Getting Our Housing in Order | Vivian Cummins

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Builders may soon be forced to join a register to prove they’re competent | Journal

07 June 2017

The Construction Industry Register Ireland (CIRI) was launched by the Construction Industry Federation (CIF) three years ago with the promise that it would “try to distinguish legitimate construction companies/ sole traders from those who have given the industry a bad name” (see link here). The Register is to be put on a statutory basis in coming weeks by Minister Simon Coveney and means that all builders and sub-contractors will have to be vetted by CIRI/ CIF and pay an annual charge of €600 ex vat. There are currently 30+ categories of registration (e.g. house builder, plasterer, civil engineering contractor). Link to CIRI here. The register could have a potential membership of over 50,000.

This is another ‘plank’ in the Government policy of self-regulation of the construction industry. Commentators and the media have noted the apparent conflict of interest of private representative membership organisation (or lobby group) being tasked with policing their own members, and the perception by Consumer groups and opposition politicians that that there is little in the way of enhanced consumer protections in a privately-owned and operated contractors’ register of competence. The following article in Journal.ie explores the proposed register (full article here:). Extract:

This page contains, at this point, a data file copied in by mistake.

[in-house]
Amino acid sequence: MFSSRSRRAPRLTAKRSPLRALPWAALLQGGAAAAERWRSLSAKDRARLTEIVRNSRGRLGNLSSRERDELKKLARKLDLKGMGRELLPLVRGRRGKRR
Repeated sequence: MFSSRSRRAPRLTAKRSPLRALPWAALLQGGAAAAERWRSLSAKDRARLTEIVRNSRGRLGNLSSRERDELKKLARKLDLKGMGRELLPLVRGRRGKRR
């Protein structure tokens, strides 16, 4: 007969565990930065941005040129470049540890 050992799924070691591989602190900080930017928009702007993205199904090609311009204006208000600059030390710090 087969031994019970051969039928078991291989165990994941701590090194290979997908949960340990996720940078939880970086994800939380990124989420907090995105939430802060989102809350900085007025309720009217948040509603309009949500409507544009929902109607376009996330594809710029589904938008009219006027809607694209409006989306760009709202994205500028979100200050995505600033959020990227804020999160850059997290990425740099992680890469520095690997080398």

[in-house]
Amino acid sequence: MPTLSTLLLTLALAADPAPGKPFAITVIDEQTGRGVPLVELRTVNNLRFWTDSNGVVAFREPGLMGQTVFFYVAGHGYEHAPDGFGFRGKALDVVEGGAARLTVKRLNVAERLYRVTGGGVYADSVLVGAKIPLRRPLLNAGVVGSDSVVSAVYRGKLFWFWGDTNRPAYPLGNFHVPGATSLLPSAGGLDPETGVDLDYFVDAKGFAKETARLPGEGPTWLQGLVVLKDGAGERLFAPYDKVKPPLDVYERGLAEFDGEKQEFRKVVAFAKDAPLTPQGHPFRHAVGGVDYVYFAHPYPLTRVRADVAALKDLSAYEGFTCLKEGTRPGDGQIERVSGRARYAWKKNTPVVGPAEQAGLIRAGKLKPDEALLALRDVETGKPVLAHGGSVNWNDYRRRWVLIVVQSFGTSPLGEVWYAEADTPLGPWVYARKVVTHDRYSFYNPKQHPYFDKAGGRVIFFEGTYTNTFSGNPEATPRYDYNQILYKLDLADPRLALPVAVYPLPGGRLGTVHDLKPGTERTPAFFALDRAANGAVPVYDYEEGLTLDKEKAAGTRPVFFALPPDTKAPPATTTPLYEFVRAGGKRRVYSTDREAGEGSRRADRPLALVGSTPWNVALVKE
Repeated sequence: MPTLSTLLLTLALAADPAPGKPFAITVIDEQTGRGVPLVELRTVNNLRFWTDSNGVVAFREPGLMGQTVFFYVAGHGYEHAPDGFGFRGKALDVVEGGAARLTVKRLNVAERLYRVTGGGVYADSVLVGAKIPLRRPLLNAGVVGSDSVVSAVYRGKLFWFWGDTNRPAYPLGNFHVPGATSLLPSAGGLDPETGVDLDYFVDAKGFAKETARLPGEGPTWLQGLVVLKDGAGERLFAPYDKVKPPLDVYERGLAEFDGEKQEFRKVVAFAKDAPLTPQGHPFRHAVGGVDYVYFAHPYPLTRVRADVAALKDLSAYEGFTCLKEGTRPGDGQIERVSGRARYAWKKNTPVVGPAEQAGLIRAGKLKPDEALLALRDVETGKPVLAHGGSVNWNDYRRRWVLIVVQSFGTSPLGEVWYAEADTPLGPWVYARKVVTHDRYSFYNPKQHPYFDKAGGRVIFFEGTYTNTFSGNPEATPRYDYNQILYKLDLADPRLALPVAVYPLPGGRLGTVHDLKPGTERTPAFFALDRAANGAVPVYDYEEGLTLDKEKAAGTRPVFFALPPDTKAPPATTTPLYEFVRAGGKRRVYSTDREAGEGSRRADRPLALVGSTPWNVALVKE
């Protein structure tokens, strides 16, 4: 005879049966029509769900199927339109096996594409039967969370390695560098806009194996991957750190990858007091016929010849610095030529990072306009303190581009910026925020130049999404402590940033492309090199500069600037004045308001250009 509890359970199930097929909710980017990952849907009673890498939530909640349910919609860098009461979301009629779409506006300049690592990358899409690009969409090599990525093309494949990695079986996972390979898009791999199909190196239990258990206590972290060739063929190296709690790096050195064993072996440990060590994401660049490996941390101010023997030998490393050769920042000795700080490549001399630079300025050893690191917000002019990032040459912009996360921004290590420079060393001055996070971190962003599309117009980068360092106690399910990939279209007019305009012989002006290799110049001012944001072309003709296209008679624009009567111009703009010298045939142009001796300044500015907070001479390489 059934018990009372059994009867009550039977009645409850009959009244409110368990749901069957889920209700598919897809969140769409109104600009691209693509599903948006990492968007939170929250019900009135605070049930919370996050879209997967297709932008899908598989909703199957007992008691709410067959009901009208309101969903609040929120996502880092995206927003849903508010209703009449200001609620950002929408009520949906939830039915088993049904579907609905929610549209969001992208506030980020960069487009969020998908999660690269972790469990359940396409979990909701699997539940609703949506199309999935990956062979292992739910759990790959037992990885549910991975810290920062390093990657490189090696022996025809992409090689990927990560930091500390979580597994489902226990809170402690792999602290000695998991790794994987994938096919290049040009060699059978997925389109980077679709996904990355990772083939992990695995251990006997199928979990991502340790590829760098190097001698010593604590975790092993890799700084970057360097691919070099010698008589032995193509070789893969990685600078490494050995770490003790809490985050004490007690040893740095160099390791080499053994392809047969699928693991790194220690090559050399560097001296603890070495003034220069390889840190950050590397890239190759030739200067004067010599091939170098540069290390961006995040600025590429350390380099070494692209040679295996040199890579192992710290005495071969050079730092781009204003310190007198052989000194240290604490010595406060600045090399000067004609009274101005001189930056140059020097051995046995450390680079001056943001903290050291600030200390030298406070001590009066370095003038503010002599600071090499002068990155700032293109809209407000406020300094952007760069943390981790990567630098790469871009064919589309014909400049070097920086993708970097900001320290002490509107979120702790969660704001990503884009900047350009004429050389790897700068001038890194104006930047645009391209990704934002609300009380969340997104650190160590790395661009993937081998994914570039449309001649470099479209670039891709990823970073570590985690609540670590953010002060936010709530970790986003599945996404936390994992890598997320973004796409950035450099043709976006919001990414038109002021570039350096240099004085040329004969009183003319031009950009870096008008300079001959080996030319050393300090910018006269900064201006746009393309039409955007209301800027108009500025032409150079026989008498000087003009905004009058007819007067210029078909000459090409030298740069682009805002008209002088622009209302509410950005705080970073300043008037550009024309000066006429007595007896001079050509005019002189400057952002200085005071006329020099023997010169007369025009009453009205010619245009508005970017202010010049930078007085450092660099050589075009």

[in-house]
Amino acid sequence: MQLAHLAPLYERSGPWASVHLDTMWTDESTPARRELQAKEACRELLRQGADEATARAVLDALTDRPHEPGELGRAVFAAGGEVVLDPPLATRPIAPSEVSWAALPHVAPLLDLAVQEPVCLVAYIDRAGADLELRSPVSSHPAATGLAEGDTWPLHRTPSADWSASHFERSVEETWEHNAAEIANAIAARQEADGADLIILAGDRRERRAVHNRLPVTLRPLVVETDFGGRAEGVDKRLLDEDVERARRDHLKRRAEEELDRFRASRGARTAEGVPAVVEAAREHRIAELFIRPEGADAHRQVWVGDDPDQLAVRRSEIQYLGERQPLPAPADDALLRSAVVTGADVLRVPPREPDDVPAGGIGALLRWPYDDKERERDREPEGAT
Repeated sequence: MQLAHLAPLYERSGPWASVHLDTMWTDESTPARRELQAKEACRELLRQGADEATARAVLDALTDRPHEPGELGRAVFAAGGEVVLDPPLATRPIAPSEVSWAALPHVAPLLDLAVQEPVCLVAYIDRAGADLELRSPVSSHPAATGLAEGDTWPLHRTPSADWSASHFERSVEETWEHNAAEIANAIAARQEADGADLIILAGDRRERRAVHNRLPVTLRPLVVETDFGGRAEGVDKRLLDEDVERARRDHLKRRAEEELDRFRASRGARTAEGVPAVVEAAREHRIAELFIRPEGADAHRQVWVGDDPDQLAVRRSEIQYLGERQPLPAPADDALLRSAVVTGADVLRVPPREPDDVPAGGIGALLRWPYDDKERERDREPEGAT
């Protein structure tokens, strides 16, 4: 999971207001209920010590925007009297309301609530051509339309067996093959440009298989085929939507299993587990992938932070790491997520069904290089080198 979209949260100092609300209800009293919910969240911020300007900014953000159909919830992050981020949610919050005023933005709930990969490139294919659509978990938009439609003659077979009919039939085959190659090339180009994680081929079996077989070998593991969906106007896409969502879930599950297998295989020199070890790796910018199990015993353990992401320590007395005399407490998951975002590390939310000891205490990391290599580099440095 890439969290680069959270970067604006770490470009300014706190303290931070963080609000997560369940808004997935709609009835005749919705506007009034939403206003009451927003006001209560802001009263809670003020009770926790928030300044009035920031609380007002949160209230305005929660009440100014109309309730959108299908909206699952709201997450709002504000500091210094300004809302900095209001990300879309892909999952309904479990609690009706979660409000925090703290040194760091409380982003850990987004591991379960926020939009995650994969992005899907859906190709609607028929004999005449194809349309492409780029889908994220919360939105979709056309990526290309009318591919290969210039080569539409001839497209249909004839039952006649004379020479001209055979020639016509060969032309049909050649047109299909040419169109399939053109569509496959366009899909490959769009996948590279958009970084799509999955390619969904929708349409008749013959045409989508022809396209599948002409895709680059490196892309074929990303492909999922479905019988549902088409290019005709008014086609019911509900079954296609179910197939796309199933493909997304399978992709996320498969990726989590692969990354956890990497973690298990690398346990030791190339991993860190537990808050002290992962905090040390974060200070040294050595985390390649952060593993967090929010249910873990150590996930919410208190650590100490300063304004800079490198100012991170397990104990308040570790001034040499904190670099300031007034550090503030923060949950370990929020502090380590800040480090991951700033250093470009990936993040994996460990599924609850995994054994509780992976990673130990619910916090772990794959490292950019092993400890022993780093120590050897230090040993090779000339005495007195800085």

“Irish builders may soon be forced to join a register to prove they’re competent”

THE BODY REPRESENTING Irish builders has welcomed plans to make it a legal requirement for companies in the industry to sign up to a register in order to prove their competence.

The government has announced that it has approved the drafting and publication of the Building Control (Construction Industry Register Ireland) Bill 2017.

The aim of the bill is to make joining the Construction Industry Register Ireland mandatory for building firms.

The register was set up three years ago by Construction Industry Federation (CIF) the with the aim of allowing people to easily identify reputable building firms. So far, companies join on a voluntary basis.

Under the current process, businesses joining the register must show that they have tax clearance and insurance.

They are required to demonstrate practical experience of working in construction – “generally for a period of no less than three years” – and show knowledge of the industry’s laws and regulations.

“Applicants must outline details of a minimum of three projects demonstrating their construction experience,” the CIF said.